Africa needs to question the pace and the progress it has made in the past and convene a message with the priority areas outlined in the 50-year framework document. We need to evaluate progress in human capital development, agricultural value addition and agro-businesses development.
We need to work on employment generation, especially the youth and females, provide social protection and promote gender development, youth empowerment, and good governance. Nurturing capable institutions, building infrastructural development, and advancing science, technology, and innovation are the works that need to be accomplished.
The past two decades' progress can be considered a baseline to reaffirm and continue the adoption and implementation of ratified instruments, protocols, and treaties to promote good governance.
The AU needs to promote human rights and the inclusion of women and youth in its programs. The institution must strengthen conflict resolution and peace-building efforts by strategic foresight to enhance anticipatory governance capabilities and address governance deficiency.
The continent is expected to achieve its aspirations, formalizing good practices rooted in Africa by recognizing and promoting its Africa-led solutions as crucial assets for the continent across sectors. It needs to encourage African-based values and ethics.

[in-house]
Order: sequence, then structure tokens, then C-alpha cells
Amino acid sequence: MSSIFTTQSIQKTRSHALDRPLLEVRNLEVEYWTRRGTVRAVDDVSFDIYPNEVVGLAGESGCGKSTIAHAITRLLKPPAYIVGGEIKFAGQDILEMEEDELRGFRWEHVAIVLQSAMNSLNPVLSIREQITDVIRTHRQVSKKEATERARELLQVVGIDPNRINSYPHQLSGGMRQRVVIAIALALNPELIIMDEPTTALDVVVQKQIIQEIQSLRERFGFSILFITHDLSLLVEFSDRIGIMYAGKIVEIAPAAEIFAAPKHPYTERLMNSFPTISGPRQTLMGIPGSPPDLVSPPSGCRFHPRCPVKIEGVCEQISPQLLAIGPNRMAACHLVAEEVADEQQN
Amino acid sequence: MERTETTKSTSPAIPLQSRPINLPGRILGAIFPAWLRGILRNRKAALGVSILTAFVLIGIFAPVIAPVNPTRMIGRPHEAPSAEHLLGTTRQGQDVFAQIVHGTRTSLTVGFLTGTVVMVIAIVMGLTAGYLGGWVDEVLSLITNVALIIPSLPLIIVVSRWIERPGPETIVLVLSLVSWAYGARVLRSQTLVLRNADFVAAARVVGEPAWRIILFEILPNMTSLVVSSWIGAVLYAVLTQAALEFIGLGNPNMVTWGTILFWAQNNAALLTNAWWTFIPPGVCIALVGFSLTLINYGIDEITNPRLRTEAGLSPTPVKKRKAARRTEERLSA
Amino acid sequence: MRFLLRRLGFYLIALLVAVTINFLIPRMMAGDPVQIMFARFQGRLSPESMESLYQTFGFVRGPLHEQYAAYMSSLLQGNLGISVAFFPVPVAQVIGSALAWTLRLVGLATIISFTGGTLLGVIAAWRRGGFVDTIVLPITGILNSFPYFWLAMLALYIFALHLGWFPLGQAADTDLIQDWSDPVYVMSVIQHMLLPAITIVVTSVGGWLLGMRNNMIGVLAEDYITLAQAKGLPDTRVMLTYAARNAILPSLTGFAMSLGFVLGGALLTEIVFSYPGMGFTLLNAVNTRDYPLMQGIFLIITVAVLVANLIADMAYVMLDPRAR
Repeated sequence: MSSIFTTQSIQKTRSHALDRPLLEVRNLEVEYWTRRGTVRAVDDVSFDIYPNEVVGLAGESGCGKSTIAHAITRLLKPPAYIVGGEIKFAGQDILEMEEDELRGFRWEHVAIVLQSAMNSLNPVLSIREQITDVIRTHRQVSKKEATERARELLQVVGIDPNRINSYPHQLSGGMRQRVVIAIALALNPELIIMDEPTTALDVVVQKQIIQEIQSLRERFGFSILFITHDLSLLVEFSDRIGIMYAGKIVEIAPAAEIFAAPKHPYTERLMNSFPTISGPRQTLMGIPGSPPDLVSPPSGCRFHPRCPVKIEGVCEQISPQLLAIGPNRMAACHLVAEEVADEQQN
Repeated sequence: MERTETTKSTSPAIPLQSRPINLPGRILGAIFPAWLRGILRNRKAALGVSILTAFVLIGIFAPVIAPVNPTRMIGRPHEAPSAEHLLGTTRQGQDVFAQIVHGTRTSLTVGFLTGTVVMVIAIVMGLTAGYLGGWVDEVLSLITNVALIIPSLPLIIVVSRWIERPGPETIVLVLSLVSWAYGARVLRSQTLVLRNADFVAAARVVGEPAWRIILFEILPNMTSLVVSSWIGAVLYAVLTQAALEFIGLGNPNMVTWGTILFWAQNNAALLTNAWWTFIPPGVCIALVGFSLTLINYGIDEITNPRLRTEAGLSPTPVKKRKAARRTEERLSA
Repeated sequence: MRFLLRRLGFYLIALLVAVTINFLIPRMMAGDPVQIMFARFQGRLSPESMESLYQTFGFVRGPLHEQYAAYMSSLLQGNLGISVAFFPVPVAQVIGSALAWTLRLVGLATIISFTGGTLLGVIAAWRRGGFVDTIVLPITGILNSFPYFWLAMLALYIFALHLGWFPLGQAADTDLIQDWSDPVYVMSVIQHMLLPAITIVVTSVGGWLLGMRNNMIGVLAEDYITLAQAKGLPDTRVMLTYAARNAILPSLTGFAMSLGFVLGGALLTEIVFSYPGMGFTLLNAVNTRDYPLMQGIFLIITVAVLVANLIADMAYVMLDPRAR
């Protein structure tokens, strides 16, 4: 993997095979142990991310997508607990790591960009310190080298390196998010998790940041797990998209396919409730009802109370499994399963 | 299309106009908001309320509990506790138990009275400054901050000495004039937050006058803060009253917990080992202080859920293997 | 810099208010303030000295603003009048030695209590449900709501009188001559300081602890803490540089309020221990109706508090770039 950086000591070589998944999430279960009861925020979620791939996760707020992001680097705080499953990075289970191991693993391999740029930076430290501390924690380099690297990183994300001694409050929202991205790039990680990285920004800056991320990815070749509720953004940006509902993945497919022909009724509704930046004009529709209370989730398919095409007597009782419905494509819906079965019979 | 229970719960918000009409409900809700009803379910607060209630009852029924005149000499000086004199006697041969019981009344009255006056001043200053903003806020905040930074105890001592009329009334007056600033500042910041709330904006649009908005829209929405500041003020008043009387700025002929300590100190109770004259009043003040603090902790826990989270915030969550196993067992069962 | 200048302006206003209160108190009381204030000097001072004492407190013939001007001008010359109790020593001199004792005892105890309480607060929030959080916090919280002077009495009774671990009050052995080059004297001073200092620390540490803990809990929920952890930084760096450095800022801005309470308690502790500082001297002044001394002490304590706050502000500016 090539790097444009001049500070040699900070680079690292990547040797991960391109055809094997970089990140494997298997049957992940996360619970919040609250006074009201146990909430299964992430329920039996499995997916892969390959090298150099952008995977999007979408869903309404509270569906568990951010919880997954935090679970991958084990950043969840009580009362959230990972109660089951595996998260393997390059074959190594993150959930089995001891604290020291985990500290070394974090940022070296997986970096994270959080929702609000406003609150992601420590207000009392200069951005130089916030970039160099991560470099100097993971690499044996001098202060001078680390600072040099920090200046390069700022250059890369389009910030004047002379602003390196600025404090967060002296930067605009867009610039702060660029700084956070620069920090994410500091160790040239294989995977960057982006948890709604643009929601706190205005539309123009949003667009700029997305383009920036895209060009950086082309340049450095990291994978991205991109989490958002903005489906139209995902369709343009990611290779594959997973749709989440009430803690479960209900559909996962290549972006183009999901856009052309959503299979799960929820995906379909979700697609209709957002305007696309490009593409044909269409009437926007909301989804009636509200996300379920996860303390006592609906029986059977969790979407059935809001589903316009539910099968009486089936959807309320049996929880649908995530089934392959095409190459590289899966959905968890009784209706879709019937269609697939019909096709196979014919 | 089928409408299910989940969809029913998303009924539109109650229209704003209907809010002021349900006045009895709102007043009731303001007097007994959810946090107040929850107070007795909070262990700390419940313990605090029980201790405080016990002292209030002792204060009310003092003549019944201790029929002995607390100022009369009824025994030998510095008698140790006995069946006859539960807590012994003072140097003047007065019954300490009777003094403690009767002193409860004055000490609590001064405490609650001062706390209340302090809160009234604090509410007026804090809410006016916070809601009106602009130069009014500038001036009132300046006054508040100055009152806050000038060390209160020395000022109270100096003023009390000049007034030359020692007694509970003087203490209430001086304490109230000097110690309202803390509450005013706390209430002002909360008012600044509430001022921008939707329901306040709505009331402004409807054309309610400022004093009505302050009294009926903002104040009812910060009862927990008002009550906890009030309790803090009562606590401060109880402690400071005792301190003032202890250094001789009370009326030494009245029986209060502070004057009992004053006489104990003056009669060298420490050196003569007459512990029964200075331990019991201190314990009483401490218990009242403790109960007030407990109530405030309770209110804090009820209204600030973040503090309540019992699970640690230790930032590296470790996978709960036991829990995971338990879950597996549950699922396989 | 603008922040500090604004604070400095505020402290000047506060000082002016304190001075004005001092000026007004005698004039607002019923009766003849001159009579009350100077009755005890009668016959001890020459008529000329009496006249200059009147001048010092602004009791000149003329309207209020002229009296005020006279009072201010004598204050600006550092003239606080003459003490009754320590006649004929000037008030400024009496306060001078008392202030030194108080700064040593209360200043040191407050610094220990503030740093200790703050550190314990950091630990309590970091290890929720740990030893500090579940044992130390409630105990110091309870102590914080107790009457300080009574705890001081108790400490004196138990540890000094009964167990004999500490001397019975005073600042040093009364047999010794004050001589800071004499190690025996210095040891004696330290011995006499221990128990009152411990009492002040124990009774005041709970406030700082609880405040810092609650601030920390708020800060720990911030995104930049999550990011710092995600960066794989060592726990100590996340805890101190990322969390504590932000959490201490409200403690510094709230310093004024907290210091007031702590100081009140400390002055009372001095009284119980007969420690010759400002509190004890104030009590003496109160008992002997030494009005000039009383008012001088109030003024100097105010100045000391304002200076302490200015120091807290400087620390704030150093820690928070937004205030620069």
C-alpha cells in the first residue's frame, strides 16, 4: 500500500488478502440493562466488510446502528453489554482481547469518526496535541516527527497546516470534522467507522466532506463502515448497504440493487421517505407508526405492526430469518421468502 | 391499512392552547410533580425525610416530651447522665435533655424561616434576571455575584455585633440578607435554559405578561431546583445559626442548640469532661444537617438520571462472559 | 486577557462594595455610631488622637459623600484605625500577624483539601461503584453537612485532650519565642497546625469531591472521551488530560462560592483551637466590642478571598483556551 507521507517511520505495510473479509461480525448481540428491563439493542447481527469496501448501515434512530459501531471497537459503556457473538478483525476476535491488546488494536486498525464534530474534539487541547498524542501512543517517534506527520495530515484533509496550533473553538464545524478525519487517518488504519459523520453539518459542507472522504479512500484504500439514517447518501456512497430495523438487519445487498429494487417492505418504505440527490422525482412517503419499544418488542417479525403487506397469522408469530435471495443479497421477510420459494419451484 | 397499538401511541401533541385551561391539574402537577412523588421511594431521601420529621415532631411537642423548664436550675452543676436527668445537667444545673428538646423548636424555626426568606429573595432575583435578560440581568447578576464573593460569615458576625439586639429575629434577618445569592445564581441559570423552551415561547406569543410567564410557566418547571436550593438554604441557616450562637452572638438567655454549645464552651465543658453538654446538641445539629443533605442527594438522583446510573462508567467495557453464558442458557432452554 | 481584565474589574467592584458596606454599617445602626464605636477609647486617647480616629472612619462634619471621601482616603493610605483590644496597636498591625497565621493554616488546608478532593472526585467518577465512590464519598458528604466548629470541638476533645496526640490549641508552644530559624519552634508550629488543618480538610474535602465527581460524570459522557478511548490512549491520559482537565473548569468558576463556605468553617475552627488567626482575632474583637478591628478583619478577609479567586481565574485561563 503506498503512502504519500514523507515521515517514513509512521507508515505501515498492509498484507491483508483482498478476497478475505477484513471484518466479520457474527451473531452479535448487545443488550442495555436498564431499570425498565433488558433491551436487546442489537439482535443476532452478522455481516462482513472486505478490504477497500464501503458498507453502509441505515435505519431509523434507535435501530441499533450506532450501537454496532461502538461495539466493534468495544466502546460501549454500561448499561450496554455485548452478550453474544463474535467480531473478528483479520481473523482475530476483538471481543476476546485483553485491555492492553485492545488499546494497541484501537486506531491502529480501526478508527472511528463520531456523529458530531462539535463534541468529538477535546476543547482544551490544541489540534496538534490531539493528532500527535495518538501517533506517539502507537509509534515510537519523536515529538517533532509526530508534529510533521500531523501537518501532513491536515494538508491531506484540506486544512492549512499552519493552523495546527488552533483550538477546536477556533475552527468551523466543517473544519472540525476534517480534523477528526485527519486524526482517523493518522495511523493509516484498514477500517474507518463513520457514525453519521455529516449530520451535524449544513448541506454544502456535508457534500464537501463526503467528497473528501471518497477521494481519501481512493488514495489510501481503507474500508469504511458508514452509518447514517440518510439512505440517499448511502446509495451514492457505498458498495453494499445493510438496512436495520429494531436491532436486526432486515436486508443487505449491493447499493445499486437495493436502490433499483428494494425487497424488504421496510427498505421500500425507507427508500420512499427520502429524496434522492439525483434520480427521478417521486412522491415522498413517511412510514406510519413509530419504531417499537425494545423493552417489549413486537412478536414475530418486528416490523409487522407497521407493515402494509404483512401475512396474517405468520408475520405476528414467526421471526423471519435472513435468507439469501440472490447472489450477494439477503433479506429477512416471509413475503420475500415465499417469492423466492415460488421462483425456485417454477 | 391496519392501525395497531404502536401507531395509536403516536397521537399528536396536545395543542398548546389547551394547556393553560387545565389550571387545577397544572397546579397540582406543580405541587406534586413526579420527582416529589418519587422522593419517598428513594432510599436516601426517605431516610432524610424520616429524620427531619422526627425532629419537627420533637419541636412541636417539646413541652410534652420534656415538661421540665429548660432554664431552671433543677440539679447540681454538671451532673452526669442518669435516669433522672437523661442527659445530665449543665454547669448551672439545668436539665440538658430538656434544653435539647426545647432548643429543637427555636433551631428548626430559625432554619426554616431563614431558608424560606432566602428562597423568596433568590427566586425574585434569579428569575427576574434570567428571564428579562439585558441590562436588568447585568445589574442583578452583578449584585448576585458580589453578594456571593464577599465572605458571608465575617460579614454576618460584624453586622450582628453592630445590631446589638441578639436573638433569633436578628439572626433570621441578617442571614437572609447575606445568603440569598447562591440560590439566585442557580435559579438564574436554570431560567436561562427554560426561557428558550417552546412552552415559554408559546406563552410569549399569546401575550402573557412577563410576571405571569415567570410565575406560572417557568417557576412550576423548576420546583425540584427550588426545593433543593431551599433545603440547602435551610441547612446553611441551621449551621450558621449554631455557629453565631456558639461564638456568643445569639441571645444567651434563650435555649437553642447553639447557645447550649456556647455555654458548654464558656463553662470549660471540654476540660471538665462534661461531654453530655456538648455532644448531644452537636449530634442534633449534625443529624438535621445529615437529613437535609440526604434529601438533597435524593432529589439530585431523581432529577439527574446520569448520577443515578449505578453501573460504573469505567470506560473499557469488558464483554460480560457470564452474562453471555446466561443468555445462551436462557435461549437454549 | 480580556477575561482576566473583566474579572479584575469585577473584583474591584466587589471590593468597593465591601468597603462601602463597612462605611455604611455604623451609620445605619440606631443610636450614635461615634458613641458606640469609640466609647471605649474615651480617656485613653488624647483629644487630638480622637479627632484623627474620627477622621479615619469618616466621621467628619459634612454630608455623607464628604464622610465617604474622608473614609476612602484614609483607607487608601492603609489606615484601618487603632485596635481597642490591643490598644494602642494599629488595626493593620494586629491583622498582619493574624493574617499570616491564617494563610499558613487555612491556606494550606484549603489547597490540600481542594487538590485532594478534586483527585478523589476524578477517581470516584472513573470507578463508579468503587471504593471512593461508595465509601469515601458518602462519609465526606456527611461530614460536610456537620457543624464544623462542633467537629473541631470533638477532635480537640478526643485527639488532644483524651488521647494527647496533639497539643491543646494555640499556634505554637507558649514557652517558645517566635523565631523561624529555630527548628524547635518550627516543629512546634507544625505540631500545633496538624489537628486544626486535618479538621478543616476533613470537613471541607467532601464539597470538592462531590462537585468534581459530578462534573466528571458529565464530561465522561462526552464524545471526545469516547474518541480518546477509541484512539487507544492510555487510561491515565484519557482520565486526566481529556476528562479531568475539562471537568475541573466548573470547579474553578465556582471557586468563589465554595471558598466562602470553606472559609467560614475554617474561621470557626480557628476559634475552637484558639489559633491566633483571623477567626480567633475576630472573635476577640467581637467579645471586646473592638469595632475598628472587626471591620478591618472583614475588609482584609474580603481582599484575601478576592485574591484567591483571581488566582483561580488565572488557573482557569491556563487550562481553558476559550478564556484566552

All member states must cooperate in multilateral and bilateral relations, prioritising the interests and needs of the continent. AU must keep its culture of continuous learning to respond to changing contexts as well as to apply best practices. It has to address critical issues for good governance, peace, and security and protect and promote human rights. Issues related to the environment need immediate attention, applying technological solutions to facilitate adaptation, mitigation, and disaster preparedness.
The years ahead may not bode well for the continent with more unconstitutional reforms, civil unrest, and popular uprisings. Africa must experience codified norms, standards and legal frameworks to address such challenges. To entrench a strong culture of human rights practice, the rule of law with a high level of member states’ commitment is vital.
Another critical factor that needs policy formulators’ attention is to question the relevance of policies to the continent. Africa missed a lot of golden opportunities.
In the 1970s and 1980s, most African countries adopted policies that were not Afrocentric and challenging to adapt, such as the structural adjustment program (SAP). It was a program that had put member states into debt crises and opened indirect intervention of fiscal policies to lenders. It could be considered a death trap for Africa’s economic, political and social trenches.
Budget shortages negatively affect the continental agenda and are open to being manipulated by external actors, causing AU’s programs, policies, and operations to be unpredictable. Financial constraints and various interests make it difficult for the Commission to measure the impact of its missions.
The following two decades should behold an Africa that will be self-reliant, mobilizing its human and material resources. Africa is left with 30 years to realise its Agenda for 2063. The Commission is expected to bring political and economic stability across the continent.
PUBLISHED ON Jan 28,2023 [ VOL 23 , NO 1187]